In today's world of horology, when there are simultaneous races being fought for the fastest, the largest, the most complicated of watches it can truly be a good idea for a manufacture to relax and quietly create something ultra-fine, ultra-hard to beat: something ultra-thin. Less is often more, and this paradox could very well be that extra bit of help putting Arnold & Son on the wish-list of more collectors and watch lovers alike.

  • somethingnottaken

    It’s a beautiful watch. I wish I could afford one!

  • Ryan B

    2.97 is a ridiculously thin tourbillon and quite the achievement. I congratulate them on such an excellent watch.

  • Ulysses31

    Nicely done, Arnold & Son.  It makes that Zenith Christophe Colomb look like a snake trying to swallow an ostrich egg.

    • Kris C

      I don’t know that this is much in the way of an appropriate comparison: Arnie n’ Son doing an excellent job squishing a movement down to impossibly thin and dressy proportions, Zenith doing an ultimately facinating job of slapping you in the face with tourbillion technology and muscle. Both watches have their merits, but shre very little in the way of common ground, and in my opinion, the Colombe watch is just so much more of an achievement.
      This A&S piece is no slouch though, and actually seems to make some slight visual reference to a few Jacot Droz pieces my memory stirs. The case design is a little oddd here methinks: the stubby lugs don’t match the rest of the design, and the effect to my eye is a reduction in dressiness. They don’t exactly pull this into a sports watch category, but they are misplaced just the same.

      • Ulysses31

        Kris C They’re not directly comparable, but what i’m comparing if anything is the design ethos and motivation behind them.  There’s a lot that I find very beautiful about the Zenith but a couple of things I just see as really stupid too.  The Arnold & Son is pretty simplistic and subtle next to the Zenith and yet I would find it much more practical to wear day to day and ultimately grow more affectionate towards for the amount of time I could spend with it.  The Zenith on the other hand would be something i’d have to admire more often than not behind a piece of glass every now and then in passing, and I wouldn’t find that very satisfying.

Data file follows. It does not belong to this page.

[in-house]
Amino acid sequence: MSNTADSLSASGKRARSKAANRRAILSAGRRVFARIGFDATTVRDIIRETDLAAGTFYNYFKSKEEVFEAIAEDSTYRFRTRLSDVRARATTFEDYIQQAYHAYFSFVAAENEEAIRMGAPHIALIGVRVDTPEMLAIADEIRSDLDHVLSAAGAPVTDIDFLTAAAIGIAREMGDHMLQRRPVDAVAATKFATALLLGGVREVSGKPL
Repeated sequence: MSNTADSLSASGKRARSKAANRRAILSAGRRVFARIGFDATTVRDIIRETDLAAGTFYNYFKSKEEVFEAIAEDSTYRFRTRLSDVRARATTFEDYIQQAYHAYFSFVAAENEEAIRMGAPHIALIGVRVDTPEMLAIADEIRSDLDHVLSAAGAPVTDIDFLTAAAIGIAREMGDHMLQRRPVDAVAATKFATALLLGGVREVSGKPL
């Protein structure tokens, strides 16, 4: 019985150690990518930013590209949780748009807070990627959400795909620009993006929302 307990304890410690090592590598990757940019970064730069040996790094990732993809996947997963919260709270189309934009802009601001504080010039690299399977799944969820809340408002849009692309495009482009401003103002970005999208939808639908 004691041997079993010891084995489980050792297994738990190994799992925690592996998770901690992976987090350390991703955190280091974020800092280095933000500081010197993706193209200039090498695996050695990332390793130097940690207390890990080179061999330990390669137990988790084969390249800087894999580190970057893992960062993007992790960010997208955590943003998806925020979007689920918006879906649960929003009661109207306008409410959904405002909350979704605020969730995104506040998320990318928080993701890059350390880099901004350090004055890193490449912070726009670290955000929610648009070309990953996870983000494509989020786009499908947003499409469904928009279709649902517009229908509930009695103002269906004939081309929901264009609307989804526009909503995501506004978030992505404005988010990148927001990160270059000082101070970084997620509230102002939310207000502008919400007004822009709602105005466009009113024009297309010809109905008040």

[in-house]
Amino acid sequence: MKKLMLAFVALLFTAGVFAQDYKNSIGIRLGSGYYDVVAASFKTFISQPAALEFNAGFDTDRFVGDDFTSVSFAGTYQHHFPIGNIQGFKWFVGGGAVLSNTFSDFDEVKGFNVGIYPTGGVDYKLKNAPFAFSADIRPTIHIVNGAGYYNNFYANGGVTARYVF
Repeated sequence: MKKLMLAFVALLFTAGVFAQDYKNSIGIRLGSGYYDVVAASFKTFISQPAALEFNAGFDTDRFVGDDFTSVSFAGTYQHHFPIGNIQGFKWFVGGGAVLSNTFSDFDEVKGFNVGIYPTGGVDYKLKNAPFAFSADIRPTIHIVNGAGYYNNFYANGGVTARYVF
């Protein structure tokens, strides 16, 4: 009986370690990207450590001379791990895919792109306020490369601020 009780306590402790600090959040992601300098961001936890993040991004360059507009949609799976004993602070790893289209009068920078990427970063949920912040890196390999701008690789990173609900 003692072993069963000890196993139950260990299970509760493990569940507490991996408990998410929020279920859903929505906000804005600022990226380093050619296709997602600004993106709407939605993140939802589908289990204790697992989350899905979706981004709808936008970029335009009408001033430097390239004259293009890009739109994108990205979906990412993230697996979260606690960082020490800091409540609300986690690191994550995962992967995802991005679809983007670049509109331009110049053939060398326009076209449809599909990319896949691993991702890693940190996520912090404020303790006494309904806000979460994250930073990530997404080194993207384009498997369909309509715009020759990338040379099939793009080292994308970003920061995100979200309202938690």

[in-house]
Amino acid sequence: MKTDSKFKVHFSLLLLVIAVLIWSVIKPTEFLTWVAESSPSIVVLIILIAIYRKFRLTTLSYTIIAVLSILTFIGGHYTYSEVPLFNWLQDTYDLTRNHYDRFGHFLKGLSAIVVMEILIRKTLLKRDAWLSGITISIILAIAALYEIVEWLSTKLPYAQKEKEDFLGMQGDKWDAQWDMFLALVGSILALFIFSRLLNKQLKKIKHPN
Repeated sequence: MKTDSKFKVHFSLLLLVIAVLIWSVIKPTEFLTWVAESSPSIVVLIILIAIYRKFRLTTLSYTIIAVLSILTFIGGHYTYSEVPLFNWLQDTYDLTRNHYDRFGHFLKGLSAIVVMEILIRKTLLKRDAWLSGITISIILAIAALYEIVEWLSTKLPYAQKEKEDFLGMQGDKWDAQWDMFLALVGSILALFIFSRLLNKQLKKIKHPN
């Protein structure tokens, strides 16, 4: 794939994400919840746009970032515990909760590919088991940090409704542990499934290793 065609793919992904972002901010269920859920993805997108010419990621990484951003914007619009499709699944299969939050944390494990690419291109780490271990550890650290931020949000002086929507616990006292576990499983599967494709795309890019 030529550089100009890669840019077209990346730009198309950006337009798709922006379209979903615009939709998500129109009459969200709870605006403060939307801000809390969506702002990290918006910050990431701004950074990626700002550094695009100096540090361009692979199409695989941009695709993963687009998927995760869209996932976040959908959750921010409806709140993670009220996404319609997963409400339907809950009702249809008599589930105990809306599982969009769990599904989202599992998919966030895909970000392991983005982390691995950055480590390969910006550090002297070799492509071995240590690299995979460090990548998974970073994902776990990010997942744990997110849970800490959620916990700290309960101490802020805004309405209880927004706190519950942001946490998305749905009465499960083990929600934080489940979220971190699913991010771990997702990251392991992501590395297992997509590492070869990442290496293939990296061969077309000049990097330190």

• Kris C

          Am I old fashioned, or just poor in that I find the thought of a daily-wear tourbillon somewhat ridiculous?

        • Ulysses31

          Kris C Depends on how you look at them.  If you see a toubillon the way the industry wants you to see them then yes, it might seem strange.  I imagine many years ago when every self-respecting gentlemen had a pocket watch, keeping a tourbillon on your person every day (of those watches that had them equipped) wouldn’t seem so outlandish.  So perhaps you’re old fashioned, or perhaps not quite old fashioned enough 🙂

  • nateb123

    It’s been a while since a tourbillon has elicited a yawn out of me.  The basic design language is there but the watch does not use finishing to create any visual depth.  So yeah, it’s thin but at the cost of looking flat when it doesn’t have to.  I’ll take any of the gorgeously designed Piaget tourbillions over this.  The Emperador Coussin if we’re picking favourites.